The cost of housing is gearing up to be a top issue in the coming federal election.
Surveys show that several cities in Canada rank amongst the world’s least affordable housing markets. For many, home ownership is completely out of reach. Meanwhile, unaffordability in the rental market is making it harder for people to feel secure and save for the future.
Canadians are looking for a place to call home that is affordable, attainable and sustainable. Often, we consider only two options: renting or buying. But there is another choice. Housing co-ops offer people a chance to get ahead, have control and live affordably.
Today, over a quarter of a million Canadians call a housing co-op their home. Housing co-ops are owned and controlled by the people who live there, and the rents are set by the members to cover the costs of maintaining the co-op today and for future generations.
This means that housing co-operatives stay affordable. Living in a co-op in Canada costs less than either renting or owning, on average. Furthermore, co-op costs are more stable, with smaller year-over-year increases.
Most importantly, co-ops provide a stable place for families. Members can’t be evicted just because a landlord wants to renovate, and a family can’t be forced to move so that a landlord can increase the rents. Co-op members can continue to live there as long as they follow its rules or bylaws and pay their rent on time.
Co-ops bring people together from diverse social, economic and cultural backgrounds and they are built on mutual respect and support. A young professional family that is saving up for a house can be neighbours with a low-income senior who otherwise would have been isolated.
Demand for the new co-op on York Street, in downtown Toronto, was so great that members were chosen by lottery. For 12 units, over 1,200 applications were received.
To address this unmet demand, we need a rebirth of co-op housing in this country.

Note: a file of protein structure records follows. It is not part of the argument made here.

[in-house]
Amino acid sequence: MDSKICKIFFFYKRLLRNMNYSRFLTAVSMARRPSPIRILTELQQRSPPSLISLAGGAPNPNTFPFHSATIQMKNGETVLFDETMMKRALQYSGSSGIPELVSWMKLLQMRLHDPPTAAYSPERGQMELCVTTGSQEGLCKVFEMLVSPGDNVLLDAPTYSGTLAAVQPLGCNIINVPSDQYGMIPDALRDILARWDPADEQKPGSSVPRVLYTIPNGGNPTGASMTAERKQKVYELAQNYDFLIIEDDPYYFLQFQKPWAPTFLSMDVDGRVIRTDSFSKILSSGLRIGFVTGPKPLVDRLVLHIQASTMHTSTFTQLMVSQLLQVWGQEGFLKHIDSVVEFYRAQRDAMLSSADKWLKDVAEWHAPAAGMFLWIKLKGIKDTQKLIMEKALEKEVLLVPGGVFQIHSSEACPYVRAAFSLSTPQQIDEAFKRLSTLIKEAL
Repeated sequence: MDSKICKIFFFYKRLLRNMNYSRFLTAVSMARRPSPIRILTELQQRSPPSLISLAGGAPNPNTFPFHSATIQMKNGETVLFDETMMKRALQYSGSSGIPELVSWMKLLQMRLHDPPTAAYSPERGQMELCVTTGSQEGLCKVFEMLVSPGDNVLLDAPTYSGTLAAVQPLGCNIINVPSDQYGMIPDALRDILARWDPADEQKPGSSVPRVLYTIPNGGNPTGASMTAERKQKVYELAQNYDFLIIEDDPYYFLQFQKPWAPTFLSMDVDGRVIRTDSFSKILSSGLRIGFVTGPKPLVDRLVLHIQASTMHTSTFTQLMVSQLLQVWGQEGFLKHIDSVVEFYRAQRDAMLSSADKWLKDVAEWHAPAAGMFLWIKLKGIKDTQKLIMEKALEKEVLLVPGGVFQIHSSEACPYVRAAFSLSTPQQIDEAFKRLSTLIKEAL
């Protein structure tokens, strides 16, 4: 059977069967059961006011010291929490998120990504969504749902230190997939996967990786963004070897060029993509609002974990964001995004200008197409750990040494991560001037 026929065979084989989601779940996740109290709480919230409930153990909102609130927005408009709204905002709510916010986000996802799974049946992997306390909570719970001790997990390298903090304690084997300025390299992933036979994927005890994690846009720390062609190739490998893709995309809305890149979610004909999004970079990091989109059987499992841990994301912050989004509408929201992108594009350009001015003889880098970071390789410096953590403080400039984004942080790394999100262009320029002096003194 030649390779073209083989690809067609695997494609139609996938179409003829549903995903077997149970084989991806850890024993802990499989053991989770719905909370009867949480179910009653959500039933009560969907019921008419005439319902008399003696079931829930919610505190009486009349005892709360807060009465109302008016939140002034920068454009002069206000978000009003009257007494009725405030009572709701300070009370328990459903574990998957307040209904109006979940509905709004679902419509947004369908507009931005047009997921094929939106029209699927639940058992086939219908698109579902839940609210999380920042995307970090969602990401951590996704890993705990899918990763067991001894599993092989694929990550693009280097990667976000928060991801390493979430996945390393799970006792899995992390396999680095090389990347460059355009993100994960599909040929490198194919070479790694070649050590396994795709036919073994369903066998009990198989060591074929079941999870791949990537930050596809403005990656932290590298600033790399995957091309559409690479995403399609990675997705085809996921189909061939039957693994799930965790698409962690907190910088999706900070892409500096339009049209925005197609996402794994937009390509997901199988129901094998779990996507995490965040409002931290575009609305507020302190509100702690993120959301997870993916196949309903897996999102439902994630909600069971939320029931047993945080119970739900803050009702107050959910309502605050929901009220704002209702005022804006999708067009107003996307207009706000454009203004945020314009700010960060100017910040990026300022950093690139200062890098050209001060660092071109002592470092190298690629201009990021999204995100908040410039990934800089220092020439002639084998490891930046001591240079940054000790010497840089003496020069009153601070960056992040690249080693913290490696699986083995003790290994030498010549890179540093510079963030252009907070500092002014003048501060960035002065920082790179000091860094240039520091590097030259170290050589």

Last month, the federal government announced the extension of the Federal Community Housing Initiative, to continue rental subsidies for 55,000 households in co-ops and community housing until 2028. This is very good news, as this investment will provide additional support to house vulnerable households for many years to come.
But there’s still more work to do. We know that 1.7 million Canadian households’ needs are not being served by today’s housing market, according to Canada Mortgage and Housing Corporation.
Housing co-ops are ready to do their part. The majority of co-ops in Canada are very close to retiring their first mortgages, and many are now considering options for how to renew their communities and also develop more co-op homes to address unmet demand.
Co-ops can accelerate new development opportunities with supportive government policies and programs. What’s really needed is for every jurisdiction and every level of government to prioritize housing.
Governments need to look at leveraging surplus land for the public good. Long-term development grants and financing are needed to build a more affordable housing supply, including co-operatives. Income- and rental- assistance programs need to be made permanent and more generous. And we need to continue to advance the right to housing for all.
This will not be easy, and governments of all levels have a responsibility to come together to respond to the public demand for solutions.
We want more Canadians to understand what it means to live in a housing co-op, and why political parties of all stripes must take action to ensure more affordable housing in Canada. As Canadians head to the polls, we encourage everyone to remember there’s another choice: to buy, to rent and to co-op.